My third novel, The Manhattan Puzzle, will be published by Harper Collins October 10, 2013. But this is not a traditional puff piece about the novel. This is about my experiences being published by a major publisher in the second decade of the 21st century.
First, let me say that this article is not a swipe at Harper Collins. They are a fine publishing house riding a wave of change just like the rest of the big five, or is that four already?
My books were taken up by the Avon division of HC, one of the divisions most likely to try out new authors. They have a progressive approach to publishing too. Their aim is to make a profit on as many titles as possible. I haven’t seen anything laid back or complacent about them.
They’ve sold my novels to be translated into ten languages with ebook deals included in each case.
I don’t expect them to publish low selling experimental titles or hard back titles with a limited potential.
Because Avon don’t do hardbacks. And you won’t find many of their titles on the front tables of your local bookstore.
Avon is laser focused on popular paperbacks and ebook hits.
And I have no objection to this. Publishing is a business. And I have no problem with the full-on commercial focus of their editors. They must protect their jobs and their business. There is no room for complacency in the publishing business any more.
Because publishers know that, in most cases, publishing is like slapping a bet down in a casino. No one knows what numbers will come up. They have to do everything they can to take the gamble out of publishing.
Publishing is not a world for the anxious, I’ve discovered. Nerves of teflon are mandatory. Being commercial is just the beginning of making a living as a writer.
And this pressure for hits, for commercial success, will see mid-tier and new authors fall by the wayside, if they don’t help their publisher achieve success. And that’s no fun when you’ve invested years in learning the craft and writing and editing and editing again and again and again, until you have something readable.
Let me make it clear again that I have nothing but respect for my publishers. I am grateful to them for having published me at all. I spent ten years writing and rewriting before I got this chance. And the whole publishing world changed in that time. But I want to find a way to make a difference. I want to find a way to survive as an author.
If you have written something that is likely to be popular, and there are many types of books that become popular, you deserve a chance too.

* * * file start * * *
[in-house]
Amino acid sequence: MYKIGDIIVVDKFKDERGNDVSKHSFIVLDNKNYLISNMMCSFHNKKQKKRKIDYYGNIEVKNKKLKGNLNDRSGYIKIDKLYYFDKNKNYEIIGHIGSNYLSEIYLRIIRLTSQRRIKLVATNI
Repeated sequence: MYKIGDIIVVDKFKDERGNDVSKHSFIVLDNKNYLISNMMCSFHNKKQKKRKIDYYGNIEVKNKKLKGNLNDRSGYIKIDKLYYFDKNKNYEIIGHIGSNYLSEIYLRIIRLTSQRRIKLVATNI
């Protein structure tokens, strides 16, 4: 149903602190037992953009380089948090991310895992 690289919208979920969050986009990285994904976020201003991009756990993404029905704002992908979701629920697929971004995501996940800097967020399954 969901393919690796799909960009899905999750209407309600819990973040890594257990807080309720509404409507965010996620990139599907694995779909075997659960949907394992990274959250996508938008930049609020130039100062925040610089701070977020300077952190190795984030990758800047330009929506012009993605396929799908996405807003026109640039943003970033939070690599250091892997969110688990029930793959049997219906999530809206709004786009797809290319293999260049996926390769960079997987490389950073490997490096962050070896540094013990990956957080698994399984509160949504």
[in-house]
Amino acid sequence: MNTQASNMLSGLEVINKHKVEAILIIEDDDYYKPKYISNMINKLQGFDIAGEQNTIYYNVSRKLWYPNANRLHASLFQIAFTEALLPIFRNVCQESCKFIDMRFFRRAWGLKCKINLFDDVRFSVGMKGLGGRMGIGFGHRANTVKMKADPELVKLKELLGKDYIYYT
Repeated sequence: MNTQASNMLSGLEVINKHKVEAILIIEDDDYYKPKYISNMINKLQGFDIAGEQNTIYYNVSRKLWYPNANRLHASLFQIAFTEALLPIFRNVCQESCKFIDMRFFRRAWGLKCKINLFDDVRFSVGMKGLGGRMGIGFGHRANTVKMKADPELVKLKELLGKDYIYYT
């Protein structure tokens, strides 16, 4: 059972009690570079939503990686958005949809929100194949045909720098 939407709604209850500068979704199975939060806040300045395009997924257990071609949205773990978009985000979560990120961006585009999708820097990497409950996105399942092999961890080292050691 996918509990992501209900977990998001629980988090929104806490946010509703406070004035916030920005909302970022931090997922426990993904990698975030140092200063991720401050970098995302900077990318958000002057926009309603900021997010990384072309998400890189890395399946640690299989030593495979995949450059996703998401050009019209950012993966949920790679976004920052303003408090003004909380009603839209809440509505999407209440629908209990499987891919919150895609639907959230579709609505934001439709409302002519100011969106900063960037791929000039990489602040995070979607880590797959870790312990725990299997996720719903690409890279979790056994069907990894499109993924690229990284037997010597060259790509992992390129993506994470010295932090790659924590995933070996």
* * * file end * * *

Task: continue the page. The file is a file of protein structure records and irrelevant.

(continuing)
In the past three years I have built up a website and two blogs. It’s more useful than walking the streets with a sign on your back. And here’s what I’ve learnt:
1. You have to sell the sizzle, not the steak. Old advice, I know, but don’t bother Tweeting or posting that your book is available, tell me what I will get out of it. Show me. Make me want to read it. Entice me.
2. Promote the themes. If your book is about family realities, sell it that way. If your book has a murder that no one can solve, sell it that way. If your hero is just back from a tour of duty, sell that. Make it interesting and I will click through and buy it. [See our stuff on elevator pitches here – ed.]
3. Get active. Visit your local bookstores, get to know local and other journalists. Be nice to them. Get on social media. Give people something valuable on your blog or your site. Make it real and worthwhile and people will appreciate it and buy your books.
4. And keep updating your content. Content is the King and Queen and all the Princes too. The web is a machine that devours content. Learn to write about your research, your journey and your themes. People are reading more than ever. This is a time of opportunity for authors. The internet is our opportunity. Grasp it with content.
5. Experiment. Have you heard of Kindle singles? Have you heard that there is a booming market for short fiction and fan fiction? Do you take pictures of your locations and post them? Are you making the most of Pinterest?
I use my sites to help other authors too. I reTweet links to their content, and put their posts on my sites, and I encourage them to do the same. Visit http://www.lpobryan.com to see what I mean. I also post about special offers on my books. There’s one out now for The Istanbul Puzzle (my first novel): http://viewbook.at/TheIstanbulPuzzle
And I follow new people daily on each account.
I get very few complaints about introducing new authors to my followers. In fact I get people thanking me for introducing me to books they might like. The odd person who objects to seeing posts about new writers I block, because I reckon they won’t ever be the type of follower I want.
Who objects to information about new books anyway? Do you ring up the Times if there are too many book reviews?
My gut feel is that authors must band together in these times of turmoil and change for the publishing industry. By supporting each other we can at least enjoy our brief period at the table and ensure our books survive as long as possible.
And I keep writing. I’m going to finish two new novels this year. They are going to have to come over with a gun to stop me.
And I support the Writers Workshop 1000%. I encourage you to attend courses, to blog, to reTweet, like and share all fellow authors work.
And if you want to guest post on my blog (writers only – published & unpublished) email me: firstname.lastname@example.org
And whatever happens, I hope you’re ready for the new world of publishing. Because, in my opinion traditional publishing is dead.
Commercial publishing and internet driven author and reader engagement are here to stay. And if you don’t like it you don’t have to participate. But don’t deny what is happening. Because your opportunity awaits you.
Laurence O’Bryan – author of The Manhattan Puzzle
pre-order the paperback here
Because it’s payback time for the banksters!
And all the best from Dublin, Ireland.